1 whole duck, cooked (mine was cooked for an hour in master stock, then roasted for 20 minutes), then pulled apart into bite size pieces, or a bit larger
Cooked pappardelle (pasta), 1 handful per serve
1 onion, diced
1-2 carrots, diced
1-2 celery stalks, diced
2 large portobello mushrooms, sliced
1/2 cup chopped fresh herbs (I used oregano and thyme, but you could also use sage or rosemary)
1 cup red wine
2 tins of chopped tomatoes
1/2 cup of chicken stock
Olive oil, salt and pepper
Parmesan, to serve
In an oven-proof pan with a lid, saute the onions and mushrooms for 3-4 minutes, before adding the carrots, celery, and herbs.  Cook for 5 minutes more.  Add the wine and stock, scraping up any bits from the bottom of the pan.  Stir through the tomatoes and duck, seasoning well with salt and pepper.  Cook in the oven, covered, for about 1 hour, at 170C / 325F.  You’ll know it’s done when the duck is just about falling apart.
Remove the lid and put back on the stove.  Give it a good stir, and put on medium heat until the liquid has reduced and the ragu is thick (as you can see, I got lazy and didn’t finish this, so there’s some liquid coming out from the ragu).  Put onto the pasta, and top with parmesan.

Master Stock Duck and Mushroom Ragu with Pappardelle

The master stock step here was fairly unnecessary, other than I wanted to cook my duck it in to flavor the stock.  Really, you could butterfly and roast it any way you’d like, just so long as you’ve cooked it.  Or buy it cooked.  I won’t judge.

I made the pasta for 2, but the ragu is about 4 serves, so make enough pasta accordingly.

Ingredients:

  • 1 whole duck, cooked (mine was cooked for an hour in master stock, then roasted for 20 minutes), then pulled apart into bite size pieces, or a bit larger
  • Cooked pappardelle (pasta), 1 handful per serve
  • 1 onion, diced
  • 1-2 carrots, diced
  • 1-2 celery stalks, diced
  • 2 large portobello mushrooms, sliced
  • 1/2 cup chopped fresh herbs (I used oregano and thyme, but you could also use sage or rosemary)
  • 1 cup red wine
  • 2 tins of chopped tomatoes
  • 1/2 cup of chicken stock
  • Olive oil, salt and pepper
  • Parmesan, to serve

In an oven-proof pan with a lid, saute the onions and mushrooms for 3-4 minutes, before adding the carrots, celery, and herbs.  Cook for 5 minutes more.  Add the wine and stock, scraping up any bits from the bottom of the pan.  Stir through the tomatoes and duck, seasoning well with salt and pepper.  Cook in the oven, covered, for about 1 hour, at 170C / 325F.  You’ll know it’s done when the duck is just about falling apart.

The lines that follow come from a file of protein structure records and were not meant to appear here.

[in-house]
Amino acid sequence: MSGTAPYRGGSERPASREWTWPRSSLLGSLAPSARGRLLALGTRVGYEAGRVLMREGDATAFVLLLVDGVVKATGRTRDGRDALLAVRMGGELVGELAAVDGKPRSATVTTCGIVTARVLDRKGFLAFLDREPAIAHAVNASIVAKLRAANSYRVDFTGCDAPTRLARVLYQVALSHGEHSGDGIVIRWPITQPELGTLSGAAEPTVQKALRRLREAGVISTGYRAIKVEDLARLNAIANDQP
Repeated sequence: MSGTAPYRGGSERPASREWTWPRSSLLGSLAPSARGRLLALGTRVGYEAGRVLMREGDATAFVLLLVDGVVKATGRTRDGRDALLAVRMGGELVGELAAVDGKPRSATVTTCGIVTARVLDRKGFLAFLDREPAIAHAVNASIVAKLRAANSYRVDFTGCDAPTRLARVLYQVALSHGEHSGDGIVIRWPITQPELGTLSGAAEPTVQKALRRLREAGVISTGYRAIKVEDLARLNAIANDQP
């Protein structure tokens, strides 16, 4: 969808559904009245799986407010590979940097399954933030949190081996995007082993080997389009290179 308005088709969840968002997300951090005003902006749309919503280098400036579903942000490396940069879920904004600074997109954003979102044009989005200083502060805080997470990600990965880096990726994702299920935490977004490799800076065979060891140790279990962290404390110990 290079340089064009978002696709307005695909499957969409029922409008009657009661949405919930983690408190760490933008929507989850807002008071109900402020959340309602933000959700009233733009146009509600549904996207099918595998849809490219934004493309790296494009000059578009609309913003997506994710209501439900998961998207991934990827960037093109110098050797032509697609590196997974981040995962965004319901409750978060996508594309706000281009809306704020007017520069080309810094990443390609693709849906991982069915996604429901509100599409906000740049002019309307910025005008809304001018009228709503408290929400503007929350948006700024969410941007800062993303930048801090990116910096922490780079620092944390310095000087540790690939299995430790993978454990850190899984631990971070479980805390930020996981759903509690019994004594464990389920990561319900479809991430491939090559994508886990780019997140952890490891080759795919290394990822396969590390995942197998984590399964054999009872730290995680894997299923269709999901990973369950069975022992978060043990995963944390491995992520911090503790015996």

Remove the lid and put back on the stove.  Give it a good stir, and put on medium heat until the liquid has reduced and the ragu is thick (as you can see, I got lazy and didn’t finish this, so there’s some liquid coming out from the ragu).  Put onto the pasta, and top with parmesan.

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Moroccan Eggplant and Lentils with Homemade Beef Sausage
Inspired by a TV show whose name I can’t remember, where the host made a sausage-maker out of your ordinary caulk gun from the hardware store, I decided to make sausages at home.  They’re not worth discussing, yet, as what you see here is basically dry beef in a tube.  This is better than what I expected, after what happened my first try, where I bought regular intestines at a Vietnamese butcher shop.  That, we’re never speaking of again.
The lentils though, were killer.  Check out this Maggie Beer recipe, and don’t be scared to make some cheaper substitutions.  Instead of pomegranate molasses, I used pomegranate juice and honey (I didn’t have molasses).  And the preserved lemons?  Lemon zest and a bit of vinegar.  I only had cilantro, and not nearly enough, which worked fine, and the goat’s cheese was really nice with it.

Moroccan Eggplant and Lentils with Homemade Beef Sausage

Inspired by a TV show whose name I can’t remember, where the host made a sausage-maker out of your ordinary caulk gun from the hardware store, I decided to make sausages at home. They’re not worth discussing, yet, as what you see here is basically dry beef in a tube. This is better than what I expected, after what happened my first try, where I bought regular intestines at a Vietnamese butcher shop. That, we’re never speaking of again.